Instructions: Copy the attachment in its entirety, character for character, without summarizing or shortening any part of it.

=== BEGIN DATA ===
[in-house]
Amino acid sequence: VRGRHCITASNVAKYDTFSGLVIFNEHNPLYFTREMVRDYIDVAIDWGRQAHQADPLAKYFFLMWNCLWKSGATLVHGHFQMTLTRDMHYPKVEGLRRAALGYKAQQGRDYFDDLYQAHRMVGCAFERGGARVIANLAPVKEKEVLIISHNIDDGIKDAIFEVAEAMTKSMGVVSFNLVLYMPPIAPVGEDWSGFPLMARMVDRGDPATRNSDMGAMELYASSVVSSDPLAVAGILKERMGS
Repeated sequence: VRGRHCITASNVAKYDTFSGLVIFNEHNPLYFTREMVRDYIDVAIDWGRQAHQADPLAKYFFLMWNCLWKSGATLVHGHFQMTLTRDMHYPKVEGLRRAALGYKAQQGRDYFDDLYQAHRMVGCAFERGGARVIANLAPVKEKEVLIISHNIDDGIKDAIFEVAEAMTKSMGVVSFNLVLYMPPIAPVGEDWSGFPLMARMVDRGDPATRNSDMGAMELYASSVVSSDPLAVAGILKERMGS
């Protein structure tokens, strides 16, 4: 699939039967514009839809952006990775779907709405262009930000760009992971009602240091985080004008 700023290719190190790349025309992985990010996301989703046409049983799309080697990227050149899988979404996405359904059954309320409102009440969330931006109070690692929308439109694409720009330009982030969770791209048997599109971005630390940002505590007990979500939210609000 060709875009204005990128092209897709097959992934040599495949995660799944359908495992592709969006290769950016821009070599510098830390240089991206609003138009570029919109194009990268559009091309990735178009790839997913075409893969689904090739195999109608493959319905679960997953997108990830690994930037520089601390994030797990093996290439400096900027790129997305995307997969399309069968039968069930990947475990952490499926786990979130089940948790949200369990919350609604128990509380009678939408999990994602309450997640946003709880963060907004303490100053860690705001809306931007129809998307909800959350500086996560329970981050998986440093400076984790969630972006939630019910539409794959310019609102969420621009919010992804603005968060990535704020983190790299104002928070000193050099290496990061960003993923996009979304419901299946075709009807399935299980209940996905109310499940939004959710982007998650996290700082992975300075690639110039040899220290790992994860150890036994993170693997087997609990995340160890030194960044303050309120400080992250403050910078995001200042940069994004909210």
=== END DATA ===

[in-house]
Amino acid sequence: VRGRHCITASNVAKYDTFSGLVIFNEHNPLYFTREMVRDYIDVAIDWGRQAHQADPLAKYFFLMWNCLWKSGATLVHGHFQMTLTRDMHYPKVEGLRRAALGYKAQQGRDYFDDLYQAHRMVGCAFERGGARVIANLAPVKEKEVLIISHNIDDGIKDAIFEVAEAMTKSMGVVSFNLVLYMPPIAPVGEDWSGFPLMARMVDRGDPATRNSDMGAMELYASSVVSSDPLAVAGILKERMGS
Repeated sequence: VRGRHCITASNVAKYDTFSGLVIFNEHNPLYFTREMVRDYIDVAIDWGRQAHQADPLAKYFFLMWNCLWKSGATLVHGHFQMTLTRDMHYPKVEGLRRAALGYKAQQGRDYFDDLYQAHRMVGCAFERGGARVIANLAPVKEKEVLIISHNIDDGIKDAIFEVAEAMTKSMGVVSFNLVLYMPPIAPVGEDWSGFPLMARMVDRGDPATRNSDMGAMELYASSVVSSDPLAVAGILKERMGS
């Protein structure tokens, strides 16, 4: 699939039967514009839809952006990775779907709405262009930000760009992971009602240091985080004008 700023290719190190790349025309992985990010996301989703046409049983799309080697990227050149899988979404996405359904059954309320409102009440969330931006109070690692929308439109694409720009330009982030969770791209048997599109971005630390940002505590007990979500939210609000 060709875009204005990128092209897709097959992934040599495949995660799944359908495992592709969006290769950016821009070599510098830390240089991206609003138009570029919109194009990268559009091309990735178009790839997913075409893969689904090739195999109608493959319905679960997953997108990830690994930037520089601390994030797990093996290439400096900027790129997305995307997969399309069968039968069930990947475990952490499926786990979130089940948790949200369990919350609604128990509380009678939408999990994602309450997640946003709880963060907004303490100053860690705001809306931007129809998307909800959350500086996560329970981050998986440093400076984790969630972006939630019910539409794959310019609102969420621009919010992804603005968060990535704020983190790299104002928070000193050099290496990061960003993923996009979304419901299946075709009807399935299980209940996905109310499940939004959710982007998650996290700082992975300075690639110039040899220290790992994860150890036994993170693997087997609990995340160890030194960044303050309120400080992250403050910078995001200042940069994004909210």